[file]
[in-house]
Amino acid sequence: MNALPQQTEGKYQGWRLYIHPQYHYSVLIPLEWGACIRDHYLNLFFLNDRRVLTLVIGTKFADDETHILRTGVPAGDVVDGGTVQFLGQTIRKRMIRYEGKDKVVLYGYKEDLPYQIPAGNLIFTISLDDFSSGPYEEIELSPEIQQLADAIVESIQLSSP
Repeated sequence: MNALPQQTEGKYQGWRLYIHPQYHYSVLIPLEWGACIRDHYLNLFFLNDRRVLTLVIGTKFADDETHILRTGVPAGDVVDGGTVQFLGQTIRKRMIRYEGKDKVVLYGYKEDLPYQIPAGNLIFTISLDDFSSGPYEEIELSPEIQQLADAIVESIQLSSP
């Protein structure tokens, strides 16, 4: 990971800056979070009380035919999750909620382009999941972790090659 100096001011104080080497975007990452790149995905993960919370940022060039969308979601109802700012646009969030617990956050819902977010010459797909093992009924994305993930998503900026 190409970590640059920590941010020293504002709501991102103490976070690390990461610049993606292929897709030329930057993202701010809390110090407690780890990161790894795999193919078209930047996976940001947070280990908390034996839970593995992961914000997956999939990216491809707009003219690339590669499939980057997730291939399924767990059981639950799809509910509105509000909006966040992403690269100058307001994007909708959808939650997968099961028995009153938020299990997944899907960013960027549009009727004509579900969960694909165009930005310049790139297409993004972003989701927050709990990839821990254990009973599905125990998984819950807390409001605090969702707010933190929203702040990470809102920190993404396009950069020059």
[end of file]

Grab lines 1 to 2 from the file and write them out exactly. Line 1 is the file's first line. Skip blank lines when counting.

[in-house]
Amino acid sequence: MNALPQQTEGKYQGWRLYIHPQYHYSVLIPLEWGACIRDHYLNLFFLNDRRVLTLVIGTKFADDETHILRTGVPAGDVVDGGTVQFLGQTIRKRMIRYEGKDKVVLYGYKEDLPYQIPAGNLIFTISLDDFSSGPYEEIELSPEIQQLADAIVESIQLSSP